Big Ten football notebook | Wisconsin, Nebraska introduce new head coaches, Cade McNamara enters transfer portal

The Michigan quarterback will transfer out of the program after losing the starting spot to sophomore J.J. McCarthy earlier this season.


Jerod Ringwald

Michigan quarterback quarterback Cade McNamara speaks with media during day one of Big Ten Media Days at Lucas Oil Stadium in Indianapolis, Ind., on Tuesday, July 26, 2022. McNamara was asked about being back in the stadium after last playing against Iowa in the Big Ten Championship in December. “Those feelings that we felt [from the Big Ten Championship] as they’re being triggered right now, you know, it only makes you want to work harder,” McNamara said at his podium. The event marked the 50th annual Big Ten Media Days.

Austin Hanson, Pregame Editor

Michigan quarterback Cade McNamara has entered the transfer portal, per multiple reports. The former four-star recruit played in all 14 of the Wolverines games in 2021, amassing 2,470 yards and 15 touchdowns.

McNamara started last year’s Big Ten Championship Game at Lucas Oil Stadium in Indianapolis. The 6-foot-1, 206-pounder threw for 169 yards and a touchdown in Michigan’s 42-3 win over Iowa.

McNamara was benched at the beginning of the 2022 season in favor of J.J. McCarthy — a five-star recruit. McCarthy backed up McNamara last season, racking up 485 all-purpose yards and six touchdowns as a true freshman.

McNamara had been dealing with a leg injury throughout the 2021 and 2022 seasons. He had surgery on his right knee at the beginning of November. He released a statement following the procedure performed by Dr. Neal ElAttrache in California.

“Turns out, I have been dealing with a serious injury since the middle of last season,” McNamara wrote. “Then, after suffering another serious knee injury this season, my goal was to get back on the field as soon as possible. Sadly, I was unable to heal properly, but thanks to Dr. ElAttrache, he was able to help me determine exactly what I needed to do to come back the best version of myself. What lies ahead is a lot of work and rehab, but I will come back better than ever!”

McNamara’s return-to-play timetable is currently unknown. 

Late Monday afternoon, some began to speculate that Iowa might be a transfer destination for McNamara.


Tyler Barnes, Iowa football’s director of recruiting, currently follows McNamara and his father, Gary McNamara.

Cade McNamara has yet to release a list of destinations and schools he has locked in on. Eligibility-wise, Cade McNamara is listed as a graduate transfer.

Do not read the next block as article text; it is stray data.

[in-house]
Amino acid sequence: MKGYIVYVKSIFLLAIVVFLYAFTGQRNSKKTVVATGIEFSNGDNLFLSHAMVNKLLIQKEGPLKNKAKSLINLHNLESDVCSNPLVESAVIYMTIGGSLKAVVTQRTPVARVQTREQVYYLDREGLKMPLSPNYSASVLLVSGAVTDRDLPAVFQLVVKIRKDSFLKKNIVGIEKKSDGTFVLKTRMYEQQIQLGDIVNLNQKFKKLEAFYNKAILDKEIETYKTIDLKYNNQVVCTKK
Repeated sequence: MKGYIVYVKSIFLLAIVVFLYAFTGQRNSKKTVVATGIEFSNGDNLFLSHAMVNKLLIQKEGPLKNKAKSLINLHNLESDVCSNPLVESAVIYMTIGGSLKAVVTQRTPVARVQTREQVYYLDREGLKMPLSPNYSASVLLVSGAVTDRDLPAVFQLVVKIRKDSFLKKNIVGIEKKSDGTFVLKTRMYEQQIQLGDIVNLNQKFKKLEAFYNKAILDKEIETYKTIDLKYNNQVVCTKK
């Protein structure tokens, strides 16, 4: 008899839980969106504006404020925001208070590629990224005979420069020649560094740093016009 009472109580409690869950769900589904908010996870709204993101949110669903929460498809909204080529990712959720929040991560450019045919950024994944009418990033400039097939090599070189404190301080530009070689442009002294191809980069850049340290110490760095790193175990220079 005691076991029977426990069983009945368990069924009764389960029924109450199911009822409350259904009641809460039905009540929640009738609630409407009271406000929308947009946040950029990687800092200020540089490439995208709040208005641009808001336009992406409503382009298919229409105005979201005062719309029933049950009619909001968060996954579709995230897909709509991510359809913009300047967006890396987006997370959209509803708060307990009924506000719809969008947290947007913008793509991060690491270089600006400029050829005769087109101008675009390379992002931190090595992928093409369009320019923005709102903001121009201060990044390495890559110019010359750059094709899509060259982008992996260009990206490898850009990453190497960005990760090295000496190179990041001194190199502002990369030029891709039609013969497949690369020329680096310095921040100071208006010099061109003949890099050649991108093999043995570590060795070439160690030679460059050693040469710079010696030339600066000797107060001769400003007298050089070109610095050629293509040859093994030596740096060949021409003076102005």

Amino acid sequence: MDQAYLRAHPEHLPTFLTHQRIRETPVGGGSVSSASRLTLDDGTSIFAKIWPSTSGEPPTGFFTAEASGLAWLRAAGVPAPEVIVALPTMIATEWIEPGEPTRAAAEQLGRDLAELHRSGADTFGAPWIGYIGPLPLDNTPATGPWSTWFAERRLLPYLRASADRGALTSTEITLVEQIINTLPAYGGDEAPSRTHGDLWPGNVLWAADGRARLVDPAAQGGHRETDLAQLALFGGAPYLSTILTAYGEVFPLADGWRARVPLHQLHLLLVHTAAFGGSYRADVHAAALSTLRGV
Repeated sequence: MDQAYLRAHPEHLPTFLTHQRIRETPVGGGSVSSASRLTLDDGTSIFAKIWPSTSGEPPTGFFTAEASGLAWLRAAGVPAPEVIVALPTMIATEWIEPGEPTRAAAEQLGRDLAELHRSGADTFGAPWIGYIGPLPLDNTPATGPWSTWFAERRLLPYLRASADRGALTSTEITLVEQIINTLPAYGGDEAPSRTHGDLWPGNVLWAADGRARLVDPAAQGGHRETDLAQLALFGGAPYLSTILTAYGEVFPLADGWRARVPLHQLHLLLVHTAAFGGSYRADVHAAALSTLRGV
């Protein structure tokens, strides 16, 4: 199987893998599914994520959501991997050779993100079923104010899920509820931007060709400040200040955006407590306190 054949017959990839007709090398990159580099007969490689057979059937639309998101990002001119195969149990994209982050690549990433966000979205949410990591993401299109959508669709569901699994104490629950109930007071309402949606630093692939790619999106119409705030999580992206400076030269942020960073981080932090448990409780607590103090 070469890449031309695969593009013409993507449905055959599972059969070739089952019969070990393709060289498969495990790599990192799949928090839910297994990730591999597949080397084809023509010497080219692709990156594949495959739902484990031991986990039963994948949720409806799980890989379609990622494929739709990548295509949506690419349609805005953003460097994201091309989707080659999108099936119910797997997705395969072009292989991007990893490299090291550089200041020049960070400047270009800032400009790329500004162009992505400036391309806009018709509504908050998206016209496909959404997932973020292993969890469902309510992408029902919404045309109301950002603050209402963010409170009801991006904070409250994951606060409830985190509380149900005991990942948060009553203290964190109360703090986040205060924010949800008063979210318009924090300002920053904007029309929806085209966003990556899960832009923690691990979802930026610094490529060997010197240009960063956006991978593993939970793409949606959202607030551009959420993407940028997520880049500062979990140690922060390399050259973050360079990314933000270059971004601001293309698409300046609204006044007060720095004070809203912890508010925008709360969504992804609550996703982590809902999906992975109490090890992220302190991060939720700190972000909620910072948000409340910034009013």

Rhule named head coach at Nebraska 

Nebraska officially introduced Matt Rhule as its new head football coach Monday. Reports of Nebraska’s interest in Rhule began to circulate before the Cornhuskers’ matchup with the Hawkeyes last Friday.

“I am here because this is the right fit, it’s the right time,” Rhule told reporters during his introductory press conference on Monday. “And if I have one message for you: We can absolutely do it. We can absolutely get University of Nebraska football exactly where it’s supposed to be. It will be hard. It may take time, but it will be done.”

Nebraska defeated Iowa, 24-17, in Mickey Joseph’s last game as interim head coach. Joseph was the Cornhuskers’ associate head coach, wide receivers coach, and passing game coordinator before he received the promotion.

Joseph replaced Scott Frost, who was fired on Sept. 11 after the Cornhuskers started the season 1-2 with losses to Northwestern and Georgia Southern. Nebraska will pay Frost around a $15 million buyout, according to the Omaha World-Herald.

“Let’s be honest, there’s a Power 2 now,” Nebraska athletic director Trev Alberts told ESPN. “Certainly not to denigrate any of the other conferences, but that’s kind of where we’re heading. … If we’re going to be serious about having Nebraska football competing at the upper level of the Big Ten Conference, there’s going to be resources needed to acquire that talent.”

Rhule coached the NFL’s Carolina Panthers for about two seasons, posting an 11-27 record. The Panthers fired Rhule on Oct. 10.

He was owed $34 million by the Panthers, per ESPN. Rhule, who signed a seven-year contract with Carolina in January 2020, said the Panthers were involved in his negotiations with the Cornhuskers.

Rhule inked an eight-year, $74 million deal with Nebraska, according to multiple reports. Ninety percent of his contract is guaranteed.

Luke Fickell introduced as Wisconsin head coach

Wisconsin named Luke Fickell its new head football coach Sunday. The former University of Cincinnati coach replaced interim head coach Jim Leonhard, who many thought would get the Badgers’ job full-time.

Wisconsin fired Paul Chryst, who coached the Badgers for eight seasons, on Oct. 2. Wisconsin was 2-3 when they terminated Chryst. Under Leonhard’s supervision, the Badgers finished the regular season 6-6.

Fickell went 57-18 with Cincinnati, leading the American Athletic Conference Bearcats to three bowl games and a 2021 College Football Playoff appearance.

Fickell was an assistant coach at Ohio State from 2002-16, serving as interim head coach in 2011.

Fickell was introduced as the Badgers’ new head coach Monday evening. Per ESPN’s Pete Thamel, Fickell signed a seven-year deal with the Badgers that is worth about $7.9 million per season.

“This is a destination job at a program that I have admired from afar for years,” Fickell said in a statement Sunday. “I am in total alignment with [Wisconsin athletic director] Chris McIntosh’s vision for this program. There is a tremendous foundation here that I can’t wait to build upon. This world-class university, athletic department, and passionately loyal fan base all have a strong commitment to success, and I can’t wait to be a part of it.”